Are 12 Steps Enough to Get to Sustainability?

Are 12 Steps Enough to Get to Sustainability?

At this point in time, it's reasonably safe to assume that just about every large and medium company is thinking about the environment*, even if it's just thinking about how they're not really doing anything for the environment.

But companies that are motivated to start work on improving their footprint soon face innumerable other hurdles, most prominent of which involves where to begin and how to justify the perceived added costs of any green initiatives.

Kanal Consulting, a management consulting firm based in San Francisco, today released a report outlining the steps any company can take to get on the path toward environmental sustainability. While the report, "12 Steps to Sustainability: How Every Company Can Implement Sustainability to Improve the Bottom Line and the Environment," is light on the "where to begin" question, it's a pretty solid roundup of the successes we hear about and report on all the time here at

The list, in a nutshell:

1. Integrate sustainability into the company's vision, values, or core mission statement.
2. Set goals that are specific, credible, measurable, and normalized for business changes.
3. Treat sustainability projects with the same business case requirements as other projects.
4. Let the CEO and senior executives be the key spokespeople, and demonstrate internal commitment.
5. Establish a strong governance model.
6. Ensure employee engagement.
7. Drive operational efficiencies.
8. Implement technologies and policies to reduce business travel and commuting.
9. Employ product life-cycle analysis to inform new designs.
10. Communicate internally and externally.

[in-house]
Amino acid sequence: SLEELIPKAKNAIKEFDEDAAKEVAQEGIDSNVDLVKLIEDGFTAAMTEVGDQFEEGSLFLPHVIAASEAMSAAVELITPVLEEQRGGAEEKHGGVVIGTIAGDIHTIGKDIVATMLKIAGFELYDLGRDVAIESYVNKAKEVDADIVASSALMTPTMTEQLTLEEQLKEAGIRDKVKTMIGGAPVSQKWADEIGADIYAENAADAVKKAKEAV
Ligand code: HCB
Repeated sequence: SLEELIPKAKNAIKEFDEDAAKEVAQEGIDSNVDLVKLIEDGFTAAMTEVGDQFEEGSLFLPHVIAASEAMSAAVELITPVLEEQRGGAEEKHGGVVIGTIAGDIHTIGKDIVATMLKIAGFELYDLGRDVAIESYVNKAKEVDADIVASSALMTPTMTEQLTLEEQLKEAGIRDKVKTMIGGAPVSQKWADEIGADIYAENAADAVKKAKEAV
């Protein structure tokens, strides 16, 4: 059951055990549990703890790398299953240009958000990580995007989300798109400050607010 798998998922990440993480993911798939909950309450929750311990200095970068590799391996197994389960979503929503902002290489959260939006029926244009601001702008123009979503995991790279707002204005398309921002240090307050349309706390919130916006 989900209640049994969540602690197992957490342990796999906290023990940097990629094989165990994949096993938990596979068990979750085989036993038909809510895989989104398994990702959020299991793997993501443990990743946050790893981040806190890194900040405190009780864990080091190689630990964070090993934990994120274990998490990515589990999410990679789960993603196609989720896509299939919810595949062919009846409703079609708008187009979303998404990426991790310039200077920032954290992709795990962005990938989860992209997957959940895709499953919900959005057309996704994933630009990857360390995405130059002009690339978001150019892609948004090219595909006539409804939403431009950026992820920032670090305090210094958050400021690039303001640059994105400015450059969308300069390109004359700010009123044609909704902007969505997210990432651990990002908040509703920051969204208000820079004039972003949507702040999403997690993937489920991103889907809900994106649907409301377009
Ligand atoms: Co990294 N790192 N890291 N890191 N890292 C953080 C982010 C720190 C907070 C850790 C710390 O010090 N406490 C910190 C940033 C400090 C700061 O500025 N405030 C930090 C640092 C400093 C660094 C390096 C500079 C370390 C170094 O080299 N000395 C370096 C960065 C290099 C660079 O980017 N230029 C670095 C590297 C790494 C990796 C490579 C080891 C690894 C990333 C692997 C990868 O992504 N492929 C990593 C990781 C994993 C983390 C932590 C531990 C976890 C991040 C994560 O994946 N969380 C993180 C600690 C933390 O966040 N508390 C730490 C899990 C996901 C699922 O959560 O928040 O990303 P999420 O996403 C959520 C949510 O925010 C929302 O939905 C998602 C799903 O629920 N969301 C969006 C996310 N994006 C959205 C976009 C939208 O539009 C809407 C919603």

11. Partner with the Supply Chain.
12. Engage various stakeholders.

My take on this list is that it nails all the top points, especially in terms of building the momentum that you'll need to both keep any green initiative going as well as to make an actual impact with your projects. Almost without exception, when we hear from companies that have undertaken truly successful sustainability initiatives they say that the key elements include having executive buy-in and getting employees fired up.

Without support from the top, there's very little incentive for action; and without committed engagement from employees at every level, there's very little chance that your project will really be incorporated into the culture of your company.

Over the years, we've run any number of articles about employee engagement; among the ones that I'd put in the Must-Read column include Quynh Nguyen's look at corporate green teams, Judith Nemes' Leading From the Middle: The Power of the Green Champion, and Sarah Fister Gale's "Taking Green Initiatives to the Next Level." Don't miss a classic item, too -- literally from the first year of our online presence: Joel Makower's "Ten Keys for Educating and Engaging Employees." 

(As a side note to the employee engagement element; we were fortunate enough to have Maya Fischhoff adapt her dissertation into a one-of-a-kind feature: "Middle Management as Environmental Change Agent" looks at the hidden but critical role the mid-level employees in your company play in making or breaking environmental practices.)

In looking over Kanal's list, the other standout item is #3: Treat sustainability projects with the same business case requirements as other projects. At first blush it sounds like a sure way of hampering progress on green initiatives, but in practice it will likely end up speeding adoption of energy- and resource-efficient practices.

Just this morning, during our webcast on the "greening of the CIO" (more on which later), IBM's Steve Sams talked about the total cost of operations, and how if you see that a $15,000 one-time investment in energy efficient equipment will end up saving you $150,000 a year, every year, in energy costs, it makes it a no-brainer and instantaneously dismantles the biggest barrier to adoption.

There's plenty more I could dig into from Kanal Consulting's list of 12 steps to sustainability, but you should just check it out yourself -- it's available for download via And I'd be happy to hear your thoughts on steps that are missing from this list.

*(That could just be the view from where I'm sitting, but I figure the media discussion has gone on long enough that pretty much everyone's at least aware of this whole environmental issue we're facing...)